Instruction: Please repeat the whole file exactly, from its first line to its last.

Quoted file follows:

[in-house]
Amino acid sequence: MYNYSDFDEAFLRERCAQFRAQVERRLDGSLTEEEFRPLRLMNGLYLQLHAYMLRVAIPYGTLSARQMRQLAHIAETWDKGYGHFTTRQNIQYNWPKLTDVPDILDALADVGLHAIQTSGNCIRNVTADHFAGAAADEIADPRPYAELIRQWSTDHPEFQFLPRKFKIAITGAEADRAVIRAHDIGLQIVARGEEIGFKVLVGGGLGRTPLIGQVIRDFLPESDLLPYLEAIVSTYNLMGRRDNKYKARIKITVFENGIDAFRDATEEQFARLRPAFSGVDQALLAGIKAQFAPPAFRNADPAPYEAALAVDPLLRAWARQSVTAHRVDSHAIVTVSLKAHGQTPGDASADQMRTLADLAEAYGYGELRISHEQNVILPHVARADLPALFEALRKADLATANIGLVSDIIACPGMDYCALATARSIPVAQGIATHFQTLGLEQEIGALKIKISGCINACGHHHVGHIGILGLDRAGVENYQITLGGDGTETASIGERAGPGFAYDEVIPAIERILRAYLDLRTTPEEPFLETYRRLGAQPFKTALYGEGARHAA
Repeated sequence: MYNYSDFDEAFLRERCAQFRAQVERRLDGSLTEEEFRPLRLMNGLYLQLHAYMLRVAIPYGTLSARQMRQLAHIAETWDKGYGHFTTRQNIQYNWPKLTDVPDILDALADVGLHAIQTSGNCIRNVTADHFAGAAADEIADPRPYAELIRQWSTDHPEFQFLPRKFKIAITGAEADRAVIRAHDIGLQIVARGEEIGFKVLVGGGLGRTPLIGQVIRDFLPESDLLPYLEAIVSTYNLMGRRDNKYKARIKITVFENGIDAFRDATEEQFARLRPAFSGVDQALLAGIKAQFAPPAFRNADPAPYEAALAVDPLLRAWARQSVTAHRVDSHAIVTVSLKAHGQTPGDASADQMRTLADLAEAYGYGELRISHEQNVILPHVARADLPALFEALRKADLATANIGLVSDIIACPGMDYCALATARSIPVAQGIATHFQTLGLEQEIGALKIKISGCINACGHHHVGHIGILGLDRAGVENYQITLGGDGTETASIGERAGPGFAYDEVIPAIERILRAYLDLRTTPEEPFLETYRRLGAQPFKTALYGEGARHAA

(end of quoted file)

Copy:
[in-house]
Amino acid sequence: MYNYSDFDEAFLRERCAQFRAQVERRLDGSLTEEEFRPLRLMNGLYLQLHAYMLRVAIPYGTLSARQMRQLAHIAETWDKGYGHFTTRQNIQYNWPKLTDVPDILDALADVGLHAIQTSGNCIRNVTADHFAGAAADEIADPRPYAELIRQWSTDHPEFQFLPRKFKIAITGAEADRAVIRAHDIGLQIVARGEEIGFKVLVGGGLGRTPLIGQVIRDFLPESDLLPYLEAIVSTYNLMGRRDNKYKARIKITVFENGIDAFRDATEEQFARLRPAFSGVDQALLAGIKAQFAPPAFRNADPAPYEAALAVDPLLRAWARQSVTAHRVDSHAIVTVSLKAHGQTPGDASADQMRTLADLAEAYGYGELRISHEQNVILPHVARADLPALFEALRKADLATANIGLVSDIIACPGMDYCALATARSIPVAQGIATHFQTLGLEQEIGALKIKISGCINACGHHHVGHIGILGLDRAGVENYQITLGGDGTETASIGERAGPGFAYDEVIPAIERILRAYLDLRTTPEEPFLETYRRLGAQPFKTALYGEGARHAA
Repeated sequence: MYNYSDFDEAFLRERCAQFRAQVERRLDGSLTEEEFRPLRLMNGLYLQLHAYMLRVAIPYGTLSARQMRQLAHIAETWDKGYGHFTTRQNIQYNWPKLTDVPDILDALADVGLHAIQTSGNCIRNVTADHFAGAAADEIADPRPYAELIRQWSTDHPEFQFLPRKFKIAITGAEADRAVIRAHDIGLQIVARGEEIGFKVLVGGGLGRTPLIGQVIRDFLPESDLLPYLEAIVSTYNLMGRRDNKYKARIKITVFENGIDAFRDATEEQFARLRPAFSGVDQALLAGIKAQFAPPAFRNADPAPYEAALAVDPLLRAWARQSVTAHRVDSHAIVTVSLKAHGQTPGDASADQMRTLADLAEAYGYGELRISHEQNVILPHVARADLPALFEALRKADLATANIGLVSDIIACPGMDYCALATARSIPVAQGIATHFQTLGLEQEIGALKIKISGCINACGHHHVGHIGILGLDRAGVENYQITLGGDGTETASIGERAGPGFAYDEVIPAIERILRAYLDLRTTPEEPFLETYRRLGAQPFKTALYGEGARHAA